2. Cook the bacon in the same Dutch oven over medium heat until crisp, about 10 minutes. Drain, leaving a few tablespoons of drippings with the bacon in the bottom of the Dutch oven. Stir in the onions and garlic; cook until onions are soft and translucent, about 5 minutes.
  3. Pour the chicken broth into the Dutch oven with the bacon and onion mixture; bring to a boil over high heat. Add the potatoes, and boil until fork tender, about 20 minutes. Reduce the heat to medium and stir in the heavy cream and the cooked sausage; heat through. Mix the spinach into the soup just before serving.

Wednesday, April 27, 2011


If I had my own iron chefs I would definitely designate my Hawaiian friend K as Iron Chef Japanese.  He would love to cook for us and with us in college, and one of my favorite meals with him was Chicken Katsu.  I asked him for the recipe and he graciously shared it with me. 

W and I love curry katsu (chicken or pork katsu with rice and Japanese curry) but katsu is good on its own.  Thanks, K!

Chicken Katsu
2 lbs boneless skinless chicken thighs
1/2 c flour
2 eggs, beaten
1 package panko Japanese bread crumbs
4c frying oil (vegetable, canola, peanut, whatever you normally use)
garlic salt & pepper

Heat your oil to 350 degrees or until a piece of panko sizzles vigorously when dropped in.

Sprinkle garlic salt and pepper over the chicken thighs.  Dredge them in flour, then egg, then panko.  Make sure to press the panko into the chicken as much as possible.

Drop the prepared chicken into the oil and fry for 3-4 mins per side until golden brown.  Don't add more than 2-3 pieces into the oil at once or the temperature will drop too rapidly and it won't be crispy.

Drain the finished katsu on a wire rack or paper towel and serve while hot.


Thursday, April 21, 2011

Cheesy Orzo

Orzo is a huge hit in our house.  It's pasta but it's kinda like rice, so it's best of both worlds.  Plus, you can add whatever you want to it!  I usually add spinach at the very end of cooking so it just wilts.  I love this recipe cuz it's like a sophisticated version of macaroni and cheese.

Thanks to Rachael Ray for the recipe!  I know there are lots of RR haters out there, but this recipe is solid.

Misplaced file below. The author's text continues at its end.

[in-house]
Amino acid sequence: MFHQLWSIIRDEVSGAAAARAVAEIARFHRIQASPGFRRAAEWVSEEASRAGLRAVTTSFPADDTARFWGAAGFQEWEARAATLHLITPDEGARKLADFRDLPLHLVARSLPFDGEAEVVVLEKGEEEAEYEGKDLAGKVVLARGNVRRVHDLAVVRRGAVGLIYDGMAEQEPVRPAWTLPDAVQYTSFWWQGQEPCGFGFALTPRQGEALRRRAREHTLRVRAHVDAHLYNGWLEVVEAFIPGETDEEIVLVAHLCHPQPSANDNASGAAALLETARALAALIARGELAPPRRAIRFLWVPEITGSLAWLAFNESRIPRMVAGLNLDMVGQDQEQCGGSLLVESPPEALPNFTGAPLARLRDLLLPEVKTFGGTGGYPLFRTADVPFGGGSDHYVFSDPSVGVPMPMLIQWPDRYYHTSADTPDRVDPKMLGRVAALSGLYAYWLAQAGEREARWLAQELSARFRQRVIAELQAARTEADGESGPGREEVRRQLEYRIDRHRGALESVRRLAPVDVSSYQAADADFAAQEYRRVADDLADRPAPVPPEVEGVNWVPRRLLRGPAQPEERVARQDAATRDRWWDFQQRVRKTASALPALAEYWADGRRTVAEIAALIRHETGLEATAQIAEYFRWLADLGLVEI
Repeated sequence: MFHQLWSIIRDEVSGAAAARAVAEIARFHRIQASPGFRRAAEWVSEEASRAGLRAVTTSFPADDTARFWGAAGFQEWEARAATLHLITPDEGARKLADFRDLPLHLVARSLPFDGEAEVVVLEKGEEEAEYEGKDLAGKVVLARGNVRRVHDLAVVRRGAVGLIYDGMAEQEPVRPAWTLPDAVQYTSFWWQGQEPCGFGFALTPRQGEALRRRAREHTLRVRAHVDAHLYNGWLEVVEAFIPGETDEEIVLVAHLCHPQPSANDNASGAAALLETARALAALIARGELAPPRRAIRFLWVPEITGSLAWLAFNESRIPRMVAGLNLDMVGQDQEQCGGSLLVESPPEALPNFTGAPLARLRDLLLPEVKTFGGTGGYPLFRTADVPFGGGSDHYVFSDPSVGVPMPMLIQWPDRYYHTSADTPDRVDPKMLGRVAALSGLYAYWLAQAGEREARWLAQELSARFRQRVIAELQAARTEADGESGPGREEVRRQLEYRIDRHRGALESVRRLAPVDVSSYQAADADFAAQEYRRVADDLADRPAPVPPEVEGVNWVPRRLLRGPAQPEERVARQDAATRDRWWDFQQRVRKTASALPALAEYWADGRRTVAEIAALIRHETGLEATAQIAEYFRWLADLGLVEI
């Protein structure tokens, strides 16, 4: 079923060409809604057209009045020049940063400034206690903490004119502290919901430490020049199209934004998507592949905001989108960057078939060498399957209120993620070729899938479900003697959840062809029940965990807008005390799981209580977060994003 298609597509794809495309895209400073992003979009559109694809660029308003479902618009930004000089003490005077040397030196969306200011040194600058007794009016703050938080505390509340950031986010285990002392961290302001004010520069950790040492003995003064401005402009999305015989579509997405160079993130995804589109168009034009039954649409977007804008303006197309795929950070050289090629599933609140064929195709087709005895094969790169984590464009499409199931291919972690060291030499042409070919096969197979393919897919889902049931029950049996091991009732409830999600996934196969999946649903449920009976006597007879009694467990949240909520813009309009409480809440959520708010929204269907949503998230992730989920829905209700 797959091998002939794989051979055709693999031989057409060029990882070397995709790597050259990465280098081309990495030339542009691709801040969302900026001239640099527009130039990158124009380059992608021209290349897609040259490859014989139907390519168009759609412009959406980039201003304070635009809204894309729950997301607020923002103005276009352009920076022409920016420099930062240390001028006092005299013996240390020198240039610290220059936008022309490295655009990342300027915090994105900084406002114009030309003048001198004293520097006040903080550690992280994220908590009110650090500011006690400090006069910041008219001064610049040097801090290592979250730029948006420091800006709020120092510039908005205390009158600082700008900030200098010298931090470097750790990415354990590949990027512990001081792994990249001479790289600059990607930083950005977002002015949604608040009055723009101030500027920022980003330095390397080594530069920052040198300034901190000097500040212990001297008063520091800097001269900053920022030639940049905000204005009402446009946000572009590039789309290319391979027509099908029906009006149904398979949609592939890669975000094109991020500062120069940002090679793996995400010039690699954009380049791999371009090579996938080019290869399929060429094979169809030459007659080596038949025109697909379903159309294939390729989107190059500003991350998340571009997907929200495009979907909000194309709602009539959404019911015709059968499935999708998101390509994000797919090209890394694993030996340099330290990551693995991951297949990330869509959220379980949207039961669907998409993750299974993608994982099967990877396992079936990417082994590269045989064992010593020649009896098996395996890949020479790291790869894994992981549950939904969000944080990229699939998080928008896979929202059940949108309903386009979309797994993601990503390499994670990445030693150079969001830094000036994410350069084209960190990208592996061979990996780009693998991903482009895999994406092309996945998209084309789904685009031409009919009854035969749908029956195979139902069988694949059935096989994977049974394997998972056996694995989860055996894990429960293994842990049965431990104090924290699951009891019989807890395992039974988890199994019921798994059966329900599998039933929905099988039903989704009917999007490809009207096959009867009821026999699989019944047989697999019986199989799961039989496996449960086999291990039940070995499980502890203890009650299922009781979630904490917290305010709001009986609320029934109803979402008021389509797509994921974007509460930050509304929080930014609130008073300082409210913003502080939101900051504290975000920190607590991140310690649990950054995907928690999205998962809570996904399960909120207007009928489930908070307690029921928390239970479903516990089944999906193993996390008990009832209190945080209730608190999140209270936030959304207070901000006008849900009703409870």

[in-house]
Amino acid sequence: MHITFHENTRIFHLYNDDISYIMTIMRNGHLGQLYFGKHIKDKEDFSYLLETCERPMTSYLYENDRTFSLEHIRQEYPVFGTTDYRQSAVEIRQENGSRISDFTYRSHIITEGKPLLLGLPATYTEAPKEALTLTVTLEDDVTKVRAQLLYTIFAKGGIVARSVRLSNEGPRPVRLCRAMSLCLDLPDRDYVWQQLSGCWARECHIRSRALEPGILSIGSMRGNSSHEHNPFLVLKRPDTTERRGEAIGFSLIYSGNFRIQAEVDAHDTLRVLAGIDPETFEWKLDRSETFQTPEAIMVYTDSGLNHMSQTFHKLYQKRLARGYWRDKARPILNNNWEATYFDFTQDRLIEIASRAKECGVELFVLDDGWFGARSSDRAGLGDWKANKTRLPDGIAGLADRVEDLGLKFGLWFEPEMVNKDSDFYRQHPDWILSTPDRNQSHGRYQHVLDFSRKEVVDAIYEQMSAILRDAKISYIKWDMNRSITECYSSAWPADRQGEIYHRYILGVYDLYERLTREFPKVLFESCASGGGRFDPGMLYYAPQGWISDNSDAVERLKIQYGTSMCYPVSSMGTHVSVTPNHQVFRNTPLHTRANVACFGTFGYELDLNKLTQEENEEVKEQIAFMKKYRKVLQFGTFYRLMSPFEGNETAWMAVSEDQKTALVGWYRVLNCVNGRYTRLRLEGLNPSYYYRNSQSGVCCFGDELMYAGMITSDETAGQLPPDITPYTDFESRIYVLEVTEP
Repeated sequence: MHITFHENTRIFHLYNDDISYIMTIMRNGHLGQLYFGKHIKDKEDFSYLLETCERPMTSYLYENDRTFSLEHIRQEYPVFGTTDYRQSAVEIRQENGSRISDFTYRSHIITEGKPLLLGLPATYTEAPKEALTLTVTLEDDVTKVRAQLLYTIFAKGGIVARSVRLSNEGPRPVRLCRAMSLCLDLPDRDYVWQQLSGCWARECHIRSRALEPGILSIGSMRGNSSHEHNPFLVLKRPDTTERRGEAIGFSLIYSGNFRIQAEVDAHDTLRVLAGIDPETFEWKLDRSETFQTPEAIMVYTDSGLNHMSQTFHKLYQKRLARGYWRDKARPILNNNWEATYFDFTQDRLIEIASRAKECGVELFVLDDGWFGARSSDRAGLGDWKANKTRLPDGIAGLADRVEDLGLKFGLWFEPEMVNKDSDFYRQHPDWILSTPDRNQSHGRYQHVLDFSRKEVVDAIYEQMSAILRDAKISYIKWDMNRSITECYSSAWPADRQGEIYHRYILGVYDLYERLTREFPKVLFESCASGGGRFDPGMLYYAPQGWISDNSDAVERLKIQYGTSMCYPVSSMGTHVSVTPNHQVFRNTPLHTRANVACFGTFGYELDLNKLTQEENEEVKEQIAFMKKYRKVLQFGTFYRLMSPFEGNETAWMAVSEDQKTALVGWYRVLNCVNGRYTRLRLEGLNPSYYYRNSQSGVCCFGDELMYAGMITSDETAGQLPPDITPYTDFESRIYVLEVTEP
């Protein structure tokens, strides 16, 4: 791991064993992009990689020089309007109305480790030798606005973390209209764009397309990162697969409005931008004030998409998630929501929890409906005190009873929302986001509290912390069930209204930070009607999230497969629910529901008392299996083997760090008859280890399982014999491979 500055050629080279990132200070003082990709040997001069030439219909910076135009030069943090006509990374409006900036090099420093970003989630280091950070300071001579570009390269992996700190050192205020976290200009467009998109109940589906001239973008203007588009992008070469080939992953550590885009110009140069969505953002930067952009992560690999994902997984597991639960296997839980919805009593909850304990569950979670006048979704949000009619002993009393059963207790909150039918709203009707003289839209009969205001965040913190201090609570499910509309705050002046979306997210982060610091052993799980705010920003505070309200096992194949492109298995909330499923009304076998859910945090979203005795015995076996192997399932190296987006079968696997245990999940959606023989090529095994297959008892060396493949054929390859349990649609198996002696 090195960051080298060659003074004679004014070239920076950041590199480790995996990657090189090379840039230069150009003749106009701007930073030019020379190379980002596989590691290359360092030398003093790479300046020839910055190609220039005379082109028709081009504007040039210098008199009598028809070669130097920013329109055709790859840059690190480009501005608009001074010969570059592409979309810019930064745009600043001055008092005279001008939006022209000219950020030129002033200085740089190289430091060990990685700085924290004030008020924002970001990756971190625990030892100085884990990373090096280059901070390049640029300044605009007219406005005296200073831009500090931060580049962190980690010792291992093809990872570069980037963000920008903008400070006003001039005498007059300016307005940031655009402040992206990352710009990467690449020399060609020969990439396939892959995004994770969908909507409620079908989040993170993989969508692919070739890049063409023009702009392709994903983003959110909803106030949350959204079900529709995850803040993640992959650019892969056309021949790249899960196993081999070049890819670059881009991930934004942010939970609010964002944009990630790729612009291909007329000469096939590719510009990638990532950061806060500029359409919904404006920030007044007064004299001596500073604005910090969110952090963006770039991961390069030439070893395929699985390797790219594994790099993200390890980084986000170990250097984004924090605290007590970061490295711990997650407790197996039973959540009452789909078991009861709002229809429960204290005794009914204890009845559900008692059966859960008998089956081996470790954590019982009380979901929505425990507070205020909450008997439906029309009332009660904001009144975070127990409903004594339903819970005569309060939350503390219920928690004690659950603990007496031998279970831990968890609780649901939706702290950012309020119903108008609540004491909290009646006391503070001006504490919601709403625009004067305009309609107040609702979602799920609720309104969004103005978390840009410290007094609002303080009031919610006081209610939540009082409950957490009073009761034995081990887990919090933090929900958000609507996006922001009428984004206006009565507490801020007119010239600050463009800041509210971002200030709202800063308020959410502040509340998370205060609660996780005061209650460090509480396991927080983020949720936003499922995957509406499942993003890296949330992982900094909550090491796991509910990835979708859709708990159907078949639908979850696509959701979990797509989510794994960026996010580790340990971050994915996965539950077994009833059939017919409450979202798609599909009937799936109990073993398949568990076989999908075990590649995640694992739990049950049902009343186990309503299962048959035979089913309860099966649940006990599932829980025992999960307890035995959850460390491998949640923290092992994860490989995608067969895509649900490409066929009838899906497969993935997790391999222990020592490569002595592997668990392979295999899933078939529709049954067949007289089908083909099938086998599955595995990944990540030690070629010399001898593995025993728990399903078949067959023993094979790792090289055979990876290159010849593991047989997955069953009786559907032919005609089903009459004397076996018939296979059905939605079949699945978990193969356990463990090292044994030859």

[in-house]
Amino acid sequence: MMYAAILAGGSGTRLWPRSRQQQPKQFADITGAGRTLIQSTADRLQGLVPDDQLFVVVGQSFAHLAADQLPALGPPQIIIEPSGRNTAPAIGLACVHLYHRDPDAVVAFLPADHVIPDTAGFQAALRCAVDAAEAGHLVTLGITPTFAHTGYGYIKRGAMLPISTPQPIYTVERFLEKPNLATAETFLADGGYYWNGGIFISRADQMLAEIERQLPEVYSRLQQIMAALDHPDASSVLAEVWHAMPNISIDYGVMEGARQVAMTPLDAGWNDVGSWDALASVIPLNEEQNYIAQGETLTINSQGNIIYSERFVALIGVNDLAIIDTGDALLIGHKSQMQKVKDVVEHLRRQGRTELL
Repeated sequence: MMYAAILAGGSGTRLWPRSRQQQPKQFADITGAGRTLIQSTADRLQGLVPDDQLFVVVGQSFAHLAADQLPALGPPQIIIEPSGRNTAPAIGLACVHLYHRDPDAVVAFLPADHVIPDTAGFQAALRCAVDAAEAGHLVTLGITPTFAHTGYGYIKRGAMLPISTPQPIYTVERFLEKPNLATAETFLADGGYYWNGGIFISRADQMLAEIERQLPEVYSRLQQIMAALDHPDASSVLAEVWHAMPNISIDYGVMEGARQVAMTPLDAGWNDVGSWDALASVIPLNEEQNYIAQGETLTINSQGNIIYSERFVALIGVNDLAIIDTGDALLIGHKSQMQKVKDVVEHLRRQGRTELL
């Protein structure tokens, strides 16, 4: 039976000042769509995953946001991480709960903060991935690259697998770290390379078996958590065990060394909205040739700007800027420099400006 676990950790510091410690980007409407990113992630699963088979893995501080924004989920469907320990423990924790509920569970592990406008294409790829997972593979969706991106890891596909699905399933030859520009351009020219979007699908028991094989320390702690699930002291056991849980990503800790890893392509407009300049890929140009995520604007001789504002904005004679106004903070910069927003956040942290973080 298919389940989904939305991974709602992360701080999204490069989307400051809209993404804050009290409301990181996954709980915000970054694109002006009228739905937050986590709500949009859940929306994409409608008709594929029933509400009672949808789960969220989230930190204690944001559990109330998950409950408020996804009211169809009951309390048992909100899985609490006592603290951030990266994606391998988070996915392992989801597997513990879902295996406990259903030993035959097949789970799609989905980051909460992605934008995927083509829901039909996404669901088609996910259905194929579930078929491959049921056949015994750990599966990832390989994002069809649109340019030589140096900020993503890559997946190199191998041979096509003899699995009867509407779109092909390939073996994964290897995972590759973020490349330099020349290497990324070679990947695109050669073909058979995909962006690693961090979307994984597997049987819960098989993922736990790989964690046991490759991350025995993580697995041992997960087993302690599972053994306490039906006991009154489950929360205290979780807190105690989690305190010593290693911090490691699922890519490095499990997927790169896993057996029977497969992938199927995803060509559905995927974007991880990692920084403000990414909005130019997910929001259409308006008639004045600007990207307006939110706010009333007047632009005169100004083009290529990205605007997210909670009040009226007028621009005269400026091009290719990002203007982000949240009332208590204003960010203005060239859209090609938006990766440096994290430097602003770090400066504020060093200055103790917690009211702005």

Cheesy Orzo


  • 2 tablespoons extra-virgin olive oil, 2 turns of the pan
  • 1/2 small onion, chopped
  • 2 cloves garlic, chopped
  • 2 cans (14 ounces) chicken or vegetable broth or stock
  • 2 cups orzo pasta (enriched rice may be substituted)
  • 1/2 cup grated Parmigiano or Romano
  • Salt and freshly ground black pepper


Preheat a 8 inch pot with a tight fitting cover over moderate heat. Add oil, onion and garlic and saute for 2 or 3 minutes. Add broth to the pan and bring to a boil. Stir in orzo and return broth to a boil. Cover pot and reduce heat to simmer. Cook 15 minutes, stirring occasionally, or until liquid is absorbed and pasta tender. Remove lid and stir in cheese. Season with salt and pepper to your taste. You favorite fresh herbs may also be stirred into the orzo or rice to strengthen the flavor even more.

Sunday, April 10, 2011

Banana Bread

My dad hated buying bananas because more often than not we'd let them sit around until they were too mushy to eat and then we'd throw them out.  I think he still hates buying bananas to this day. 

Luckily I now know that mushy bananas can be transformed into banana bread!  You have to make sure the bananas are ripe.  We're talking LOTS of brown spots cuz that means the starches have turned to sugars. 

Random story- we went to Hawaii in high school for a school trip and we went to this "secret island" somewhere.  After playing in the sun and surf I remember eating multiple pieces of banana bread at a little snack stand nearby.  Mmmm...

Usually I'd add chocolate chips but I decided to try the recipe as written.  I appreciated the simplicity.  Thanks to Elise from Simply Recipes for posting it!

Banana Bread
  • Prep time: 5 minutes
  • Cook time: 1 hour


  • 3 or 4 ripe bananas, smashed
  • 1/3 cup melted butter
  • 1 cup sugar (can easily reduce to 3/4 cup)
  • 1 egg, beaten
  • 1 teaspoon vanilla
  • 1 teaspoon baking soda
  • Pinch of salt
  • 1 1/2 cups of all-purpose flour


No need for a mixer for this recipe. Preheat the oven to 350°F (175°C). With a wooden spoon, mix butter into the mashed bananas in a large mixing bowl. Mix in the sugar, egg, and vanilla. Sprinkle the baking soda and salt over the mixture and mix in. Add the flour last, mix. Pour mixture into a buttered 4x8 inch loaf pan. Bake for 1 hour. Cool on a rack. Remove from pan and slice to serve.
Yield: Makes one loaf.